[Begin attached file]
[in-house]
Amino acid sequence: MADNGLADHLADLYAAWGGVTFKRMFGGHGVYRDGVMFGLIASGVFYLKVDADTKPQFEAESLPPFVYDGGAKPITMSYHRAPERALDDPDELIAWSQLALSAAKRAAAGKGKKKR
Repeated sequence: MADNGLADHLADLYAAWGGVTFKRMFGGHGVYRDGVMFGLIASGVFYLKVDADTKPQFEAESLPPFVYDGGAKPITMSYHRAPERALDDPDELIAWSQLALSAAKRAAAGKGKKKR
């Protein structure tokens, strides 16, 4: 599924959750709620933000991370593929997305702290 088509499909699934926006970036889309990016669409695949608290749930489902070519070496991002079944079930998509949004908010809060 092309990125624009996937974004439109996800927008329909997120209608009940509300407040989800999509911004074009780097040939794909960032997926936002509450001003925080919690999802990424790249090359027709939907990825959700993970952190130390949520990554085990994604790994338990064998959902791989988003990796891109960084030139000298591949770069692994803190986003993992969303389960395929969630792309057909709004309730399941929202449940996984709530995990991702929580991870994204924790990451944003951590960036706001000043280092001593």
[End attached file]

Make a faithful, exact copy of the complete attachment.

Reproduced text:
[in-house]
Amino acid sequence: MADNGLADHLADLYAAWGGVTFKRMFGGHGVYRDGVMFGLIASGVFYLKVDADTKPQFEAESLPPFVYDGGAKPITMSYHRAPERALDDPDELIAWSQLALSAAKRAAAGKGKKKR
Repeated sequence: MADNGLADHLADLYAAWGGVTFKRMFGGHGVYRDGVMFGLIASGVFYLKVDADTKPQFEAESLPPFVYDGGAKPITMSYHRAPERALDDPDELIAWSQLALSAAKRAAAGKGKKKR
């Protein structure tokens, strides 16, 4: 599924959750709620933000991370593929997305702290 088509499909699934926006970036889309990016669409695949608290749930489902070519070496991002079944079930998509949004908010809060 092309990125624009996937974004439109996800927008329909997120209608009940509300407040989800999509911004074009780097040939794909960032997926936002509450001003925080919690999802990424790249090359027709939907990825959700993970952190130390949520990554085990994604790994338990064998959902791989988003990796891109960084030139000298591949770069692994803190986003993992969303389960395929969630792309057909709004309730399941929202449940996984709530995990991702929580991870994204924790990451944003951590960036706001000043280092001593």